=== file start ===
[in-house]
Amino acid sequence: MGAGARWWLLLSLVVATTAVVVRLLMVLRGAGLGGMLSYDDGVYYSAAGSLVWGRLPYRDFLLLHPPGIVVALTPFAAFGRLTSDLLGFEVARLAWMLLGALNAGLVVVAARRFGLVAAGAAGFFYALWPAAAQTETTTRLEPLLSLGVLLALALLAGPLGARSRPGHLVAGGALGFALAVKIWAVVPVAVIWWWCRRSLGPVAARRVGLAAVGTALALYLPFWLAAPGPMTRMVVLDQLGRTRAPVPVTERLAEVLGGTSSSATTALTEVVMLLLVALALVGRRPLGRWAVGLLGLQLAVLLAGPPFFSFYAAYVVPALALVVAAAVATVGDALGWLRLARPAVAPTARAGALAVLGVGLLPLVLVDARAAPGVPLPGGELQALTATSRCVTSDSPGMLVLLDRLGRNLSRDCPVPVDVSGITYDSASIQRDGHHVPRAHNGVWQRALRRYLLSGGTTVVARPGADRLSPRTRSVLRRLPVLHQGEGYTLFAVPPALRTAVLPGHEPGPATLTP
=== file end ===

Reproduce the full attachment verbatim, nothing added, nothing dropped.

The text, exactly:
[in-house]
Amino acid sequence: MGAGARWWLLLSLVVATTAVVVRLLMVLRGAGLGGMLSYDDGVYYSAAGSLVWGRLPYRDFLLLHPPGIVVALTPFAAFGRLTSDLLGFEVARLAWMLLGALNAGLVVVAARRFGLVAAGAAGFFYALWPAAAQTETTTRLEPLLSLGVLLALALLAGPLGARSRPGHLVAGGALGFALAVKIWAVVPVAVIWWWCRRSLGPVAARRVGLAAVGTALALYLPFWLAAPGPMTRMVVLDQLGRTRAPVPVTERLAEVLGGTSSSATTALTEVVMLLLVALALVGRRPLGRWAVGLLGLQLAVLLAGPPFFSFYAAYVVPALALVVAAAVATVGDALGWLRLARPAVAPTARAGALAVLGVGLLPLVLVDARAAPGVPLPGGELQALTATSRCVTSDSPGMLVLLDRLGRNLSRDCPVPVDVSGITYDSASIQRDGHHVPRAHNGVWQRALRRYLLSGGTTVVARPGADRLSPRTRSVLRRLPVLHQGEGYTLFAVPPALRTAVLPGHEPGPATLTP